If you live in the United States you know that three digit, potentially terrifying phone number. Indeed, I’m talking about the 9-1-1 (Editor’s note: a list of international emergency numbers can be found here.) We all know it, and we all hope we’ll never have to be the ones to dial it. As a 911 call-taker and dispatcher, I love my job even though it’s sometimes stressful, scary, or overwhelming.
One of the biggest challenges in my profession, however, is dealing with a public that has little to no understanding of the 911 system. In emergencies, including but not limited to the life or death situations, mere seconds can make a big difference in the outcome. Here are some tips to minimize panic and maximize response times in the event you or your kids have to make that call.
1) Make sure everyone knows your location
This is by far the Most Important Rule for placing emergency calls. Make sure everyone who is of dialing age knows your home address — this may seem obvious, but without going into too many (frustrating) details, I’ve had many calls from adult callers who do not know their own address. Not at home? That’s fine — look for clues in the surrounding area, and teach your kids to do the same. If you’re at a friend or family member’s house, point out a piece of mail. If you’re on a family car trip try to keep semi-decent track of mile markers and know what highway or road you’re on — it may not be practical to make sure your kids are keeping up, but if you know where you are you’ll be able to tell whoever is making the call.
This may seem harsh — after all, you’re calling 9-1-1 to alert us of a potentially dangerous or emergency situation, right? As much as that is true, there is Very Specific Information we need to gather in the shortest amount of time possible. If you won’t stop talking, it takes us even longer to do so, resulting in longer response times all around. I promise, we are highly trained individuals, asking questions Very Purposefully, so that we can help as quickly and efficiently as possible. It’s incredibly important that when discussing emergency calls with your kids you stress this tip — listen, listen, listen.
3) Answer the questions asked to the best of your ability
This seems like a no-brainer, but I cannot even convey how many times I ask for pertinent information only to have the caller say back to me, “That’s not important! Just send somebody!” Chances are, we have sent someone already, and it is important, otherwise I wouldn’t be wasting your time asking it. As an agency that literally has lives on the line, we have stringent and well researched protocols in place. These can range from the required order you ask questions of the RP (Reporting Party) to the exact wording you use to ask said questions. We want to help, and we want to help quickly and effectively — help us do that by answering our queries.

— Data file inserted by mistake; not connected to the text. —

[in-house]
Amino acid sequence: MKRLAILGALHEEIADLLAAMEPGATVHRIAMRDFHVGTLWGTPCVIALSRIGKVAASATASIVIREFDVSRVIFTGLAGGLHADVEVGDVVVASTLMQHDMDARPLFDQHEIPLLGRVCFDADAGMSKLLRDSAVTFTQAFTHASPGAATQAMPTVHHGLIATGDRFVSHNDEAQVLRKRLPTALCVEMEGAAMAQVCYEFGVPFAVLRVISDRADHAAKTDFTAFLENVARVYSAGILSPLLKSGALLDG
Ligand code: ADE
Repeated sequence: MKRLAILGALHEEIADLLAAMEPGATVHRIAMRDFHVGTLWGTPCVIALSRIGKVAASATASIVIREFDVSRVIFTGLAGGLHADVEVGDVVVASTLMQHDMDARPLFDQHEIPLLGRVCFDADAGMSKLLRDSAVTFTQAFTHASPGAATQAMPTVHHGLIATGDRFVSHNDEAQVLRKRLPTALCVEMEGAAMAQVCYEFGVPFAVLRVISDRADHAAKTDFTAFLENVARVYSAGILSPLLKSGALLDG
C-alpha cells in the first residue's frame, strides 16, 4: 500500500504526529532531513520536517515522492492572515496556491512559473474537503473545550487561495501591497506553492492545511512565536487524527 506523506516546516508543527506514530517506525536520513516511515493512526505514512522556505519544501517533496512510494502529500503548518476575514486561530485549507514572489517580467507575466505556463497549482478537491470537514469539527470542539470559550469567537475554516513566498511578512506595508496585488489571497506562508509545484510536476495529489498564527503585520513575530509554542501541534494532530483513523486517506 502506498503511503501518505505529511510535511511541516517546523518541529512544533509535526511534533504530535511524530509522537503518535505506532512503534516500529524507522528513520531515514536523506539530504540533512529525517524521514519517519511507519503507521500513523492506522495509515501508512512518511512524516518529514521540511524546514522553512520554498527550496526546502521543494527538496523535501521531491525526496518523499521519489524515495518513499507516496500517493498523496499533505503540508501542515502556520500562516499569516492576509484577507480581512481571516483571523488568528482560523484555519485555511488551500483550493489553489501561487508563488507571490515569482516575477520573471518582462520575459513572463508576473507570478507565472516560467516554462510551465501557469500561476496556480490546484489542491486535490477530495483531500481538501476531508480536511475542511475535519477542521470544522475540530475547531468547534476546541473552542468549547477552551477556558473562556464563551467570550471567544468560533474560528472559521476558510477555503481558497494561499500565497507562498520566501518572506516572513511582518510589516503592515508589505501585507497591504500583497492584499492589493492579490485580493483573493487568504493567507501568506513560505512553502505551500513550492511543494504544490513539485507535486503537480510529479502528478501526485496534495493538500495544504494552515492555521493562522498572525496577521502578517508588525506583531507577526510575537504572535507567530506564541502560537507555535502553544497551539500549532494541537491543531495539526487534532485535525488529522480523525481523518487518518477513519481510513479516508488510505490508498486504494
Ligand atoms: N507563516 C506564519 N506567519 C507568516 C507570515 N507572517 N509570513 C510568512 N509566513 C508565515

4) Telling us to hurry up doesn’t make anything happen any faster
But it can slow us down. Because of the way dispatch centers are set up, 99% of the time, someone other than the person you are talking to is already sending an ambulance/fire truck/law enforcement officer while the call taker you have on the line is gathering further info from you. It’s completely natural to say things like “Please hurry, please hurry” in an emergency, but it’s so important for you and your kids to understand that we’re doing everything we can.
5) Our tone does not reflect how much we want to help you
I won’t lie — sometimes I have to use my Mean Mama Voice with callers. It’s not because I’m cranky or angry with them and it’s not because I’m on a power trip or rude. It’s because sometimes, if someone is panicking, they need to be told What To Do, straight up. I’m not trying to be heinous — I’m just trying to get my caller to listen and either answer my questions or act accordingly. If I am giving CPR instructions to someone, it is extremely important they hear me out and follow those instructions verbatim. The caller cannot do that if they are totally freaking out, so I might have to be stern to be effective.
6) Stay calm
Easier said than done — I know this, I truly do. I also know that the best outcomes for the worst calls come when callers are able to maintain their composure, answer our questions quickly and follow our instructions. Take a deep breath and try to remember that you’re in good hands.
Emergencies are totally scary, shitty and unfair — but they happen. Hopefully you won’t ever be in an emergency situation, but if you are, remembering these tips — or even printing them and hanging them somewhere the entire family can easily access — could greatly change the outcome.